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Woman wins first phase of Prempro-breast cancer trial

Woman wins first phase of Prempro-breast cancer trial

A jury ruled Wednesday that a hormone replacement drug at least partially caused a woman's breast cancer, but the panel must return to determine whether drug maker Wyeth is liable for damages.
Jennie Nelson, 66, of Dayton, Ohio, had taken Prempro for five years to treat menopausal symptoms before being diagnosed with breast cancer in 2001.
The jury awarded $1 million (euro790,000) to Nelson and $500,000 (euro395,000) to her husband in compensatory damages. But she will get the money only if she proves in the trial's second phase that Wyeth failed to issue sufficient warnings or was otherwise negligent or reckless.
"Other plaintiffs lawyers will see this as an indication that it's possible to prove causation in a Prempro case, and that will be encouraging to plaintiffs and unwelcome news for Wyeth," Seton Hall law professor Howard M. Erichson said.
"But ultimately, if Wyeth prevails in the second phase, then Wyeth will be 2-and-0 in the Prempro litigation and that will be the significant news," he said.
Madison, New Jersey-based Wyeth won the first Prempro case last month when a federal jury in Little Rock, Arkansas, rejected a similar claim filed by a 67-year-old woman there.
About 5,100 women have filed suits over Wyeth hormone drugs Premarin and Prempro, but just a handful are scheduled for trial this year. The Philadelphia case is the second to go to trial.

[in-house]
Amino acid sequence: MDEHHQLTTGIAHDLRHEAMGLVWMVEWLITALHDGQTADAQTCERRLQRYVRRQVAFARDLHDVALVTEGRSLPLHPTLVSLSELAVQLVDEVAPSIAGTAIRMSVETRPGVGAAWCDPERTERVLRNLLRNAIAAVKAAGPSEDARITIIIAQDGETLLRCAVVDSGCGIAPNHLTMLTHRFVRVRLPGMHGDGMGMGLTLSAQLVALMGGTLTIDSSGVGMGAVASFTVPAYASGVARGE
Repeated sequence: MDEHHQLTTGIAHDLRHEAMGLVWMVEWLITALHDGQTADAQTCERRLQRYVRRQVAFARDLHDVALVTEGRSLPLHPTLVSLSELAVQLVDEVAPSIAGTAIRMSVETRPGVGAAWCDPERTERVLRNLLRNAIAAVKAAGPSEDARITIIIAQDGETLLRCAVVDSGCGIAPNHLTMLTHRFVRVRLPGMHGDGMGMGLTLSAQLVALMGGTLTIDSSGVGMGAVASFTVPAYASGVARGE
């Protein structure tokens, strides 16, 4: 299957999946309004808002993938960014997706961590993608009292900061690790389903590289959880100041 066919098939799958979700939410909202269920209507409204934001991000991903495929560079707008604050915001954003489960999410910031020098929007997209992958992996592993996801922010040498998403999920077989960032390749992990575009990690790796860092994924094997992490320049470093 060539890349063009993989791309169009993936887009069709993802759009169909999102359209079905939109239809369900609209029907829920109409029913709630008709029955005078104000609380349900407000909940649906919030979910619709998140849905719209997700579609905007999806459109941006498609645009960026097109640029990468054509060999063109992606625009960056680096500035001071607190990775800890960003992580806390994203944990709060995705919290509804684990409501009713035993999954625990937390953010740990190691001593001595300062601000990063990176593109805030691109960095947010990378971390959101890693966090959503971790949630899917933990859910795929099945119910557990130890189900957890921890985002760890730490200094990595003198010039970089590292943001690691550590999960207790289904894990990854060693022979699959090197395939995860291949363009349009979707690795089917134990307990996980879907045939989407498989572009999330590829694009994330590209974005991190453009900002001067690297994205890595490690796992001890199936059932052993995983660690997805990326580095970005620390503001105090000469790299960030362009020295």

Wyeth said the company acted responsibly, noting that the Food and Drug Administration in 1995 called hormone replacement drugs the most extensively researched medicines in the United States.
"We are going to show that the company acted responsibly and reasonably by performing and reporting studies that examined the known and potential benefits and risks of hormone therapy, and also in keeping all parties involved _ the FDA, physicians and patients _ informed of the risks and benefits," spokesman Christopher Garland said.
The verdict came only hours after Common Pleas Judge Norman Ackerman replaced a juror on the panel, which had been meeting for six days, with an alternate and told them to start deliberating anew.
The trial's second phase is scheduled to start Oct. 14 and is expected to last several weeks.
Nelson underwent a double mastectomy, chemotherapy and radiation, according to her lawyer, Tobi Millrood. Her mother also had breast cancer after menopause, but the chance of a genetic link between the two cases is very low, he said.
"The medical evidence overwhelmingly showed that Wyeth's drug Prempro caused her breast cancer," Millrood said.
The hormone drugs are still on the market, but sales have dropped sharply since 2001, the last year before government studies suggested a link between hormone therapy and some diseases.
Wyeth maintains that it is impossible to prove that PrempPro caused individual cases of breast cancer.
Wyeth shares rose 26 cents to close at $51.18 Wednesday on the New York Stock Exchange.


Updated : 2020-12-02 00:20 GMT+08:00